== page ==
- Alex Niforatos
- From left: MacKenzie Beyer as Joan, Allison Mickelson as Alison, and Jessica Kahkoska as Medium Alison.
On First Friday, April 6, the Colorado Springs Fine Arts Center at Colorado College hosted a unique reception for the LGBTQ community that Nathan Halvorson, associate director of performing arts, called “a dream come true.” For four years, he said, he has wanted to extend a hand to local LGBTQ organizations and individuals, and to invite them to experience the FAC collectively. Of course, the FAC’s current theater production, Fun Home, holds natural appeal for LGBTQ folks, but he hopes this may become a regular event, not just for plays featuring LGBTQ protagonists.
The reception included catered food, wine and beer, and full access to the galleries, along with a community of LGBTQ guests and the typical FAC First Friday festivities. Prominent LGBTQ locals such as Rev. Nori Rost were in attendance, as well as board members of Colorado Springs PrideFest and Springs Equality, plus yours truly, accompanied by my token straight friend.
Following the reception, we all filed into the packed theater to see Fun Home, the Tony Award-winning musical based on Alison Bechdel’s graphic novel/memoir about the reconciliation of her identity with her father’s tragic death and his own suppressed sexuality.
It turned out to be a stunning and unique performance. While most productions tend to put a great deal of effort into the setting of the Bechdel family home — important in both metaphor and literal interpretation — Halvorson wanted to construct a setting that suggested the events of the play happened within Alison’s mind, as she reflects on her memories. The effect is often surreal and consistently appropriate for the tone, with enough set pieces to suggest setting and Alison often hovering in the background, observing her own memories. During one impactful scene as she struggles to remember details of her childhood home, cast members wheel set pieces away before she can sketch them, a disorienting flurry of movement.
Actress Allison Mickelson, who has played the role of Alison (Bechdel) in the past, was absolutely stunning. She looks like Bechdel, talks like Bechdel, and spends every moment she's onstage doing what she calls "active listening," where she takes part in a scene simply by being there in the background and hyper-focusing on her co-stars. Together with her younger counterparts, Jessica Kahkoska (as Medium Alison) and Kelly Tanberg (as Small Alison), they form a seamless portrait of a woman growing from childhood to middle age, and coming more fully into her identity and gender expression along the way.
Knowing my own internal bias toward Alison Bechdel and lesbian-centric narratives, I asked the aforementioned straight friend how she felt about the show, to see if its themes and messages resonated with her at all. She exited the theater just as moved as I was, though in different ways. For LGBTQ people, Fun Home (set mostly in the ‘70s and ‘80s) is a part of our history and an accurate and relatable picture of one woman's journey out of the closet, but for everyone else it still presents an insightful look at identity, coming of age, and complicated family relationships. Gay or straight, we can all relate to that.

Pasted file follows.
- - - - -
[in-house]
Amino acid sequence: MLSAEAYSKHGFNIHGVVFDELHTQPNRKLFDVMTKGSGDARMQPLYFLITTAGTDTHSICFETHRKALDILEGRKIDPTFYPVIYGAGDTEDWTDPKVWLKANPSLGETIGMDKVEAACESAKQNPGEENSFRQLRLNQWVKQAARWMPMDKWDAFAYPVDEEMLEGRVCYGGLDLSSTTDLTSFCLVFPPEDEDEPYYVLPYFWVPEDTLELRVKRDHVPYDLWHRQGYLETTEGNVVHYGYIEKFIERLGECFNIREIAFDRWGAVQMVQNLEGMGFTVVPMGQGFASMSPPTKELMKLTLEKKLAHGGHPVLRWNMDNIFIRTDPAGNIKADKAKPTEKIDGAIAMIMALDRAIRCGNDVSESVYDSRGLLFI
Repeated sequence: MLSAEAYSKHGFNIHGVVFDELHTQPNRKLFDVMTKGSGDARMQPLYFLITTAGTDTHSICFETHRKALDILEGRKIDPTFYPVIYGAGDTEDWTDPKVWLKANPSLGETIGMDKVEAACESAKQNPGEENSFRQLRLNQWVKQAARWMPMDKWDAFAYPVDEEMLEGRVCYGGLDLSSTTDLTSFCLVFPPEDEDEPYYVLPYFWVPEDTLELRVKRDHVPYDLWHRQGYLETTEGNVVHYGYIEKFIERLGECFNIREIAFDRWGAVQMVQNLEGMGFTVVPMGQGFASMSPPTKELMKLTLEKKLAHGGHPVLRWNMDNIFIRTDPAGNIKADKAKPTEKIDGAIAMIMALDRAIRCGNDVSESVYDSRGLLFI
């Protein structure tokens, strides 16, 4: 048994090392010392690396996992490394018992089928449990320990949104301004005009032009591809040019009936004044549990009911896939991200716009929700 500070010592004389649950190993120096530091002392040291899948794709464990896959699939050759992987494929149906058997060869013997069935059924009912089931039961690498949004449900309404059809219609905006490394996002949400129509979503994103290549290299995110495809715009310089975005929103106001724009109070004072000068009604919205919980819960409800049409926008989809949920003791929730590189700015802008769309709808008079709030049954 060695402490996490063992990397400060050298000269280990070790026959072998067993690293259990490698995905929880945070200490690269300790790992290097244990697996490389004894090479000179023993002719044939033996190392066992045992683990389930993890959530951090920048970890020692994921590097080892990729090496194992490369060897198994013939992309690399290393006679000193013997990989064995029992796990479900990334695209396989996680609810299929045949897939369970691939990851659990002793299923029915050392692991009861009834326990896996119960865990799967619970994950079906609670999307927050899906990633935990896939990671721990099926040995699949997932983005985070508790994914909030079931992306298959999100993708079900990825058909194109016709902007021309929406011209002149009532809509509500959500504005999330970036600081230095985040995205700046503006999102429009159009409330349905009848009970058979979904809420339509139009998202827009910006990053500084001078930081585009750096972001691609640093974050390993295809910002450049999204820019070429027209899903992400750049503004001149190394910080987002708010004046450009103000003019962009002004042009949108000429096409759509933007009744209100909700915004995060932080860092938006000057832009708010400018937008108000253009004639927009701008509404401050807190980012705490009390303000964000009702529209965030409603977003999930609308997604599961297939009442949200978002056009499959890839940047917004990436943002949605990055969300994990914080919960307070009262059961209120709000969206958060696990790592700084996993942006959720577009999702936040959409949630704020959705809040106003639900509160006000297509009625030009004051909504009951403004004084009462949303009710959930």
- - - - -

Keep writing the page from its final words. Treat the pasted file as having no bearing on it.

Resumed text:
That is, partly, what Friday night’s talk-back covered. Following the play, Colorado College assistant professors Rushaan Kumar (feminist and gender studies) and Ryan Platt (performance studies), along with Halvorson and members of the cast, hosted anyone who wanted to join them in the FAC’s Deco Lounge. The informal panel covered topics from the set design to the power of the original graphic novel, to queer-specific topics such as “flagging” (the practice of indicating one’s queerness in hopes to lower the risk of finding a romantic partner), and whether or not the story of Fun Home is outdated.
Younger LGBTQ people in the crowd seemed surprised that there were still married men in the closet in 2018, and that many subsections of the population still “flag,” even though we are supposedly living in a more enlightened age. But while generational divides were clear and could have easily become contentious, the group maintained a sense of mutual respect and support. LGBTQ people (including more lesbians than I’ve ever seen in one room at one time), straight people and cisgender people of all ages, races and modes of gender expression engaged in honest conversation, and thanked each other for working toward a better future. The conversation acknowledged Colorado Springs' own past as the "Hate City," and the ongoing efforts of Focus on the Family to destabilize efforts toward LGBTQ equality. The conversation hit close to home, literally, and was all the more valuable for it.
"Hopefully, this dialogue has just been opened at the Fine Arts Center," Halvorson said in closing.
The FAC will host two more talk-backs during the show’s run. Friday, April 13, Colorado College associate professor and associate chair of the English department, Jared Richman, will lead the talk-back with a focus on the original graphic novel. Friday, April 20, Ryan Bañagale, Crown Family Professor for Innovation in the Arts in CC's department of music, will join Halvorson to talk about Fun Home from a theatrical perspective, and how it fits into the genre. The crowd may be less LGBTQ, and the topics may be different, but there's a lot to unpack with Fun Home, and talking it over can only help attendees internalize its themes.